When Audi unveiled its electric e-tron SUV in San Francisco last year, it was a lot about the car's side view cameras. The function, which replaced the traditional passive exterior mirrors, is an alternative in Europe and elsewhere, but here in the United States such a system is prohibited. But now the National Highway Traffic Safety Administration is considering how to bring federal regulations for motor vehicles into the 21
The planned test by the agency known as the NHTSA would investigate "driving behavior and lane execution of lane maneuvering "in cars with traditional mirrors and camera-based vision systems," the department said in a notice that gave the audience a chance to comment.
This is not the first time that car innovation has entered the brick wall we call federal vehicle safety standards. Back in 2014, Audi was told that it could not import cars using the company's smart new laser light technology, and even today, US implementations of matrix LED headlamps are significantly less efficient than systems mounted on the same car models in Europe, where the regulations are much less descriptive.
Car designers have been toying with the idea of replacing exterior mirrors with a camera system for decades, but it is now up to camera and screen technology to capture the idea. The appeal for an electric vehicle is obvious – exterior mirrors provide the front area, drag and contribute a lot of wind noise while driving, so an EV without exterior mirrors will cover several miles per kWh and be even quieter to cycle in. In addition to Audi e-tron and side cameras Lexus offers a similar system on its ES sedan, although not in the US. Honda is developing a side view camera system for the Honda E, a production version of the Urban EV concept from 2017, and Lotus has turned away from traditional mirror reflections for the Evija hypercar glass.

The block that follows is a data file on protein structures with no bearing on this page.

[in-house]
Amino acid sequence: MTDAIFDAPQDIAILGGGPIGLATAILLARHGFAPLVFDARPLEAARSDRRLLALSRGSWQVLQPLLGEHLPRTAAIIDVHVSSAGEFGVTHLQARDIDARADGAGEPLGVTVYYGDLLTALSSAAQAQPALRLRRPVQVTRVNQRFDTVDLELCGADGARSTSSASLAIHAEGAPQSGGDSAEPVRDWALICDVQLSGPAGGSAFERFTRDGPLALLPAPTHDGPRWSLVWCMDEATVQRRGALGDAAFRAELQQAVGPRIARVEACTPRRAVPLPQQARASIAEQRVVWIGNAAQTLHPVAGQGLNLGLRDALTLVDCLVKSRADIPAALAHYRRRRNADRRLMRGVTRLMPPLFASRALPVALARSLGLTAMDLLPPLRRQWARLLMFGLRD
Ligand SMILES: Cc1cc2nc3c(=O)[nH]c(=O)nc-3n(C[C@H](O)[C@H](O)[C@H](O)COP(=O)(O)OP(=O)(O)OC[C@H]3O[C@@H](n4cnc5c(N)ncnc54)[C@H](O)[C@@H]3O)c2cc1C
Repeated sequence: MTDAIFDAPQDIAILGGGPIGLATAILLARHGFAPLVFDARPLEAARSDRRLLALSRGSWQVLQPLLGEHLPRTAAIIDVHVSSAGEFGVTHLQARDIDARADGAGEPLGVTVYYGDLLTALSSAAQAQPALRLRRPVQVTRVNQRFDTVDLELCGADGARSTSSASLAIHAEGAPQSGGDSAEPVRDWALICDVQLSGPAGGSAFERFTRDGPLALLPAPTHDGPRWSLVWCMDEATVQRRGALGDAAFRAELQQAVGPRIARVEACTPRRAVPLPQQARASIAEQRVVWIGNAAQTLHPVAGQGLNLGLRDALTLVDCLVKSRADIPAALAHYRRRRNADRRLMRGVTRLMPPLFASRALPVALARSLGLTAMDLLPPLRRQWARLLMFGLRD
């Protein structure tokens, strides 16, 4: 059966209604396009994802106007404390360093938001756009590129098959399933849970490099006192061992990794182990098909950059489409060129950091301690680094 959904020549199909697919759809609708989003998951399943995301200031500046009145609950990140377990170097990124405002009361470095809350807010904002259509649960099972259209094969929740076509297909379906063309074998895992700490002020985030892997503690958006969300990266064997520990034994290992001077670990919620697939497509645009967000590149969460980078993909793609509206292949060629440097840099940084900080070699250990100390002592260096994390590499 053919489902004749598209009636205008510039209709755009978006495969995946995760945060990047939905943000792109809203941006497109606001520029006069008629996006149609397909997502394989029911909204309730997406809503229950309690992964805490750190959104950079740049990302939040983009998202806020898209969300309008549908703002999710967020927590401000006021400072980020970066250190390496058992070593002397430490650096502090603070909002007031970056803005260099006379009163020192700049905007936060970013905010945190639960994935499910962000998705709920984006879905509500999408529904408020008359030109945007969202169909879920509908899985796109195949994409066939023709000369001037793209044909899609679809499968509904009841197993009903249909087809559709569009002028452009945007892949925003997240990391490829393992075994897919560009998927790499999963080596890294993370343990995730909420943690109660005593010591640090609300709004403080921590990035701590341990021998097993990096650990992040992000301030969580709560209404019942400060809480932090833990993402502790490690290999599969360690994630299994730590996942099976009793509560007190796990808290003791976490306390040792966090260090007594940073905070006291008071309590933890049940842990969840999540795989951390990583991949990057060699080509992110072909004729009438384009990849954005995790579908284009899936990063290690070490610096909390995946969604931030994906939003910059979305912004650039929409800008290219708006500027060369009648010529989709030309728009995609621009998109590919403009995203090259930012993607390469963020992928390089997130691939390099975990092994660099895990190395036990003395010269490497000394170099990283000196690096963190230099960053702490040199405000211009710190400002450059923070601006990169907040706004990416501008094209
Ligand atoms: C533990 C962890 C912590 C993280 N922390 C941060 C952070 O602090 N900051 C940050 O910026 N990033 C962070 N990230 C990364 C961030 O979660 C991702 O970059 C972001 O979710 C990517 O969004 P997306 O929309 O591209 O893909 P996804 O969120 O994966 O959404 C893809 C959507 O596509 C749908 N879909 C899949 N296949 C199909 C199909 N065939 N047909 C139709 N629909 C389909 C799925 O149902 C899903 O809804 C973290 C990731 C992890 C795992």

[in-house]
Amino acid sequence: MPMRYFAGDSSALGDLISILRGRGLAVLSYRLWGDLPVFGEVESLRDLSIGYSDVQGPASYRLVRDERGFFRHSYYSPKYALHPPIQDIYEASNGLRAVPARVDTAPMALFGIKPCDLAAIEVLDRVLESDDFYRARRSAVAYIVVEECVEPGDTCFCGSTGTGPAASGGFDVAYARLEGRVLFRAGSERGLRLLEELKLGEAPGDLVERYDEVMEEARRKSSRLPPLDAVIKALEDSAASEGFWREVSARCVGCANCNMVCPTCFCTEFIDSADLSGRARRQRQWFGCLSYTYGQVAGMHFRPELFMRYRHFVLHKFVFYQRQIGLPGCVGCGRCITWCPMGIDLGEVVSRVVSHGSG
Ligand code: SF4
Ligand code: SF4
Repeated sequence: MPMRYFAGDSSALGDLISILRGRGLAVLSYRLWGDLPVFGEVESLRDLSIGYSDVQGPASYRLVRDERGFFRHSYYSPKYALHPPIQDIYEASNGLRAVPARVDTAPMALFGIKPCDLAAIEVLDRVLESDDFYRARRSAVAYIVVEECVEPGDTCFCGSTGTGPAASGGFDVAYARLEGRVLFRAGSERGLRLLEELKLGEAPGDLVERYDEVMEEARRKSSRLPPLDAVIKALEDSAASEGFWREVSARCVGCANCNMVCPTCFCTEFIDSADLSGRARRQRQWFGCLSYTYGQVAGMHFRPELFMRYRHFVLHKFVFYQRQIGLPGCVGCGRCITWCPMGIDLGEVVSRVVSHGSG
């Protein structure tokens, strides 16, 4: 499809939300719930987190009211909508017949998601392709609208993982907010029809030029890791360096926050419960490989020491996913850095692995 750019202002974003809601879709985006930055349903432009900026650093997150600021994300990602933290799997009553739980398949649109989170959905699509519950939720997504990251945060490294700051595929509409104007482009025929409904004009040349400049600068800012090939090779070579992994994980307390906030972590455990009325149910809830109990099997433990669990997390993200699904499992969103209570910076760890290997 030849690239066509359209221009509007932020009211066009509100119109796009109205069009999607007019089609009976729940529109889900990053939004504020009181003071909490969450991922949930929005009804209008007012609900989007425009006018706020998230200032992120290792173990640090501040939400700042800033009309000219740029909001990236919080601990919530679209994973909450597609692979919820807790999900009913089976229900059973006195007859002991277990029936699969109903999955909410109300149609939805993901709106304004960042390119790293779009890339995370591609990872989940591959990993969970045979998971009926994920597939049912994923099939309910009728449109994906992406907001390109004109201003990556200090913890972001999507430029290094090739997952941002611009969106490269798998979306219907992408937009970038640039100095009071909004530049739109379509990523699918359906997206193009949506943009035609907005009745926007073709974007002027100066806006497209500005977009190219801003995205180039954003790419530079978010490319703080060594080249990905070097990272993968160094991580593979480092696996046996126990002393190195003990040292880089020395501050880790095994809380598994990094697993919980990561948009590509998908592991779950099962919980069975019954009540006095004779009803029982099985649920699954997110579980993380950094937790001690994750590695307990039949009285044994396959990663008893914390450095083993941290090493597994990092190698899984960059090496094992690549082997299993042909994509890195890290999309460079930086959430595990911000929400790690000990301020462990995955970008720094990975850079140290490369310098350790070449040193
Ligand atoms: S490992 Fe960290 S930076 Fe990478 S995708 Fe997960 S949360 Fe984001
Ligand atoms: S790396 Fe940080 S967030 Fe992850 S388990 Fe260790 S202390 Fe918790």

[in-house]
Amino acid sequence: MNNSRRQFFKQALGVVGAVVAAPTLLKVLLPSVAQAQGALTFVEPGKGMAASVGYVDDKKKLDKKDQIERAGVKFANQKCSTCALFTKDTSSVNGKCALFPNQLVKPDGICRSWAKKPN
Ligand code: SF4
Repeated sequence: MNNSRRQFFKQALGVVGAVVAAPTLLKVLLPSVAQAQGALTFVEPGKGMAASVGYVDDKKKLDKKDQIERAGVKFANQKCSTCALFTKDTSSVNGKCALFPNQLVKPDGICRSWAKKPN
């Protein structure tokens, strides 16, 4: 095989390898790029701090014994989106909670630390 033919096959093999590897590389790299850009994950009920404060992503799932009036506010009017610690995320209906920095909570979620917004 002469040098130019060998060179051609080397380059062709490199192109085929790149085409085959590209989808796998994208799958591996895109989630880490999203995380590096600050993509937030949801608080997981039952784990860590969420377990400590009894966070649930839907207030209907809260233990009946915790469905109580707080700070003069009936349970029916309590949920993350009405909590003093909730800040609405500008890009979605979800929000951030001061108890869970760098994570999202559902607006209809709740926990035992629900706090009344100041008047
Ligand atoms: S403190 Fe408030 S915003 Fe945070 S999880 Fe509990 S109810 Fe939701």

However, be careful what you want. When we tested Audi's virtual exterior mirror it was a very mixed bag. The system worked OK on the passenger side of the car, as the OLED display is pretty much where you expect it to be. On the driver's side, however, we found that the screen's location was far further away where years of driving have conditioned us to expect to see that information, which requires the driver to take his eyes off the road far beyond what is ideal to check a blind spot.